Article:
Emily Trent : Well, my family was extremely supportive especially you know, my mother, my father, my sister and also my husband, cousins, aunts and uncles were also supportive. But my immediate family was of course my husband was right there with me and he was experiencing with me and he was very sweet and gentle and compassionate with me. And my parents even though they are far away like called me often and that helped, my friends they were very helpful to me and their responses to me and some friends and a lot of coworkers and lot of kind of acquaintances in my life that were not helpful to me. So, I had to kind of pick and choose who I could reach out to, there were just were a few people we knew like what to say, the right things to say. I think the majority of people didn’t know what to say or how to respond to me so, I did have support but I ended up kind of doing my own thing with my healing. I didn’t find really like any support online or in community groups I didn’t really know what to look for so, I ended up just kind of keeping to my own family and friends and finding my own ways to heal myself.

Yvonne Rothermel : Emily and Deborah’s type of loss is a medical termination you know, I think it’s really one of the most supported losses. It’s very hard to find support for women you have gone through medical terminations because often times there is a lot of fear talking about it, lot of fear of judgment.


Sunny Gault : Okay.

Yvonne Rothermel : And so, I know Emily we have talked this it’s very hard on the internet, we do research really to find supportive places but there is one site that’s very good which the https://www.heartbreakingchoice.com. So, if anybody is out there listening, who is looking for a non-biased support that’s really a good place to go. It was interesting to me too kind of experience how people reacted to me, people that I expected to be very supportive and compassionate some of them I was surprised to find that I couldn’t really handle the situation talking about it. And some people they knew very, some people that I didn’t know very well were remarkable and how compassionate they were towards me. So, it was interesting to me to kind of see how people can deal with other people’s grief even if they may be close in your life or not close.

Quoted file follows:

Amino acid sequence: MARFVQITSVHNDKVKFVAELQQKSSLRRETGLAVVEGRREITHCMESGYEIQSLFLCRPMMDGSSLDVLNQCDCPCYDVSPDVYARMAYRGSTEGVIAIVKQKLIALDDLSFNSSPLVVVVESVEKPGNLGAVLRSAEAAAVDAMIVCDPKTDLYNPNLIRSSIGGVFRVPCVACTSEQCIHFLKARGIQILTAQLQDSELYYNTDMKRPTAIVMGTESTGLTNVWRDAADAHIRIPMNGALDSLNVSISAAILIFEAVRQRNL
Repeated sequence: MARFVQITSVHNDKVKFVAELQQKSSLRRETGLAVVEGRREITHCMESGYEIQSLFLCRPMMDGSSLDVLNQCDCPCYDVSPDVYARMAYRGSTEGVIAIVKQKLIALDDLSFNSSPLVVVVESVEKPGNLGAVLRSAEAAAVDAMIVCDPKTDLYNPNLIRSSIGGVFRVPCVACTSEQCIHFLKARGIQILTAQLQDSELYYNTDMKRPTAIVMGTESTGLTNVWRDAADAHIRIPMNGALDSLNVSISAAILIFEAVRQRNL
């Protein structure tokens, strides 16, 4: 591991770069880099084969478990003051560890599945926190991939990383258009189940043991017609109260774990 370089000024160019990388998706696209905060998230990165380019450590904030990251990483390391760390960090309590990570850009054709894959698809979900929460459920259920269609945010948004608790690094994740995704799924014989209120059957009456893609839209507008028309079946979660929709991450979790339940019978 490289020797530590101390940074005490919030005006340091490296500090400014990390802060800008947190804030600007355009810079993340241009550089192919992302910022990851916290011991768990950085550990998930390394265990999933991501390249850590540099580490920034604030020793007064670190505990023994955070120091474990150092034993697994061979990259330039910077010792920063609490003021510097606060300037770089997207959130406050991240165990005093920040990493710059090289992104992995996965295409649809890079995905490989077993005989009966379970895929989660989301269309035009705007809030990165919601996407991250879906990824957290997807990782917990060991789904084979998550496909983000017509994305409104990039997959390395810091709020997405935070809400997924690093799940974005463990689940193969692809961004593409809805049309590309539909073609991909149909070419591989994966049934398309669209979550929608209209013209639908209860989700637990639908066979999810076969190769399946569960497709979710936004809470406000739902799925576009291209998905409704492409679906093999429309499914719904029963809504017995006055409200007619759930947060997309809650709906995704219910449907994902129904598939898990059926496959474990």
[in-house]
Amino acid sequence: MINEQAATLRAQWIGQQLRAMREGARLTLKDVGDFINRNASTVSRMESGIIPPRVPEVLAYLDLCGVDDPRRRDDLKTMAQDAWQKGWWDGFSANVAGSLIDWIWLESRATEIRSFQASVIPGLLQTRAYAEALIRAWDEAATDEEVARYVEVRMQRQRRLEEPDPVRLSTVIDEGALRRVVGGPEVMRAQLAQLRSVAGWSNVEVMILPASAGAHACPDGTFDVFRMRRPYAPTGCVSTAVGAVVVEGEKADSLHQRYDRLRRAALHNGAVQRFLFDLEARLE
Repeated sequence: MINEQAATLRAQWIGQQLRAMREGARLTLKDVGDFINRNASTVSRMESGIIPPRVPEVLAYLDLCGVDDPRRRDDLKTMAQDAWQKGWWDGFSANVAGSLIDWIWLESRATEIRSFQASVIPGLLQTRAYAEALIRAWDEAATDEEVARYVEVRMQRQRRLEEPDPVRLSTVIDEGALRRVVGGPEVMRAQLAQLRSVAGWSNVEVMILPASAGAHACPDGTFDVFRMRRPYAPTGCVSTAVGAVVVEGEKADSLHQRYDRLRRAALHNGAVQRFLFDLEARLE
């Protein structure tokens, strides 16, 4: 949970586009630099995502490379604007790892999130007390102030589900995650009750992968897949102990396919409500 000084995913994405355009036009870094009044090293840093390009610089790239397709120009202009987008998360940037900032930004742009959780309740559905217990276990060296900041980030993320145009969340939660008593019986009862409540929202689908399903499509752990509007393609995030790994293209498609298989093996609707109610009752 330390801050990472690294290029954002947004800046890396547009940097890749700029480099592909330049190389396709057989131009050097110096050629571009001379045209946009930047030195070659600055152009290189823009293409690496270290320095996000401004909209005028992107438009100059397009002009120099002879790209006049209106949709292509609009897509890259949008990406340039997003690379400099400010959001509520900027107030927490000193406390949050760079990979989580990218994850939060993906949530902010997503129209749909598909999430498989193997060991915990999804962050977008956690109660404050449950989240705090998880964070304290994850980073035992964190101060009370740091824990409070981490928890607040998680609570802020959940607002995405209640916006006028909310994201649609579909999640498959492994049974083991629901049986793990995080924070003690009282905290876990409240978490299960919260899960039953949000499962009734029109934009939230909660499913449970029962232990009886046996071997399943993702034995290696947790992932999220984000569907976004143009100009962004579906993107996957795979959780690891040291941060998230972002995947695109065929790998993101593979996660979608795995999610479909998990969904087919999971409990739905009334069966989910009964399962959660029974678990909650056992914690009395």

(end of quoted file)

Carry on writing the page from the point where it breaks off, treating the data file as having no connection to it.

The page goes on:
Sunny Gault : Alright, Deborah what did support look like?

Deborah Boswell : I had a lot of support from my husband and, and my immediate family, all of my friends and our, and our circle were very supportive. However I found that I backed away from many of my friends especially those who had children and their pregnancies didn’t have any complications. I just felt that I really couldn’t really to at that time and I, and I just didn’t feel like being reminded of it was just another reminder of what could have been that wasn’t and I felt a lack of support from outside services I didn’t really feel like there was support for me out there. The circumstances of our pregnancy we were working with the genetics counselor and I, I felt pretty close to her she was very helpful. There was a counselor at the hospital who gave me some information on support groups but warned me that they may be judgmental of our circumstances. So, I didn’t really even bother trying to go through those organizations and I didn’t really bond with her and it was just we didn’t really connect but I did have a connection with the genetics counselor and she was really helpful. So, at first I felt very isolated and alone and I didn’t really know where to turn and then eventually she matched me with someone who had gone through the same experience under the same circumstances who had similar personality and she felt we might be able to talk.

Sunny Gault : Ah! That’s great.

Deborah Boswell : She gave me her number and she called me and it was, it was she was very helpful and it just felt so good to be able to talk to somebody who had gone through the same thing. But also then she at that time she had successful pregnancies, pregnancies that didn’t have that outcome so, it, it was a big comfort to me.

Sunny Gault : Okay, good.

Deborah Boswell : To talk to her.

Sunny Gault : Good, good, Suzanne what about you?

Suzanne Wells : As I am hearing them talk I am thinking both from my experience and also the experience of the callers that have called into Empty Cradle.

Sunny Gault : Because you are part of Empty Cradle, you work with Empty Cradle?

Suzanne Wells : Yes.

Sunny Gault : Okay.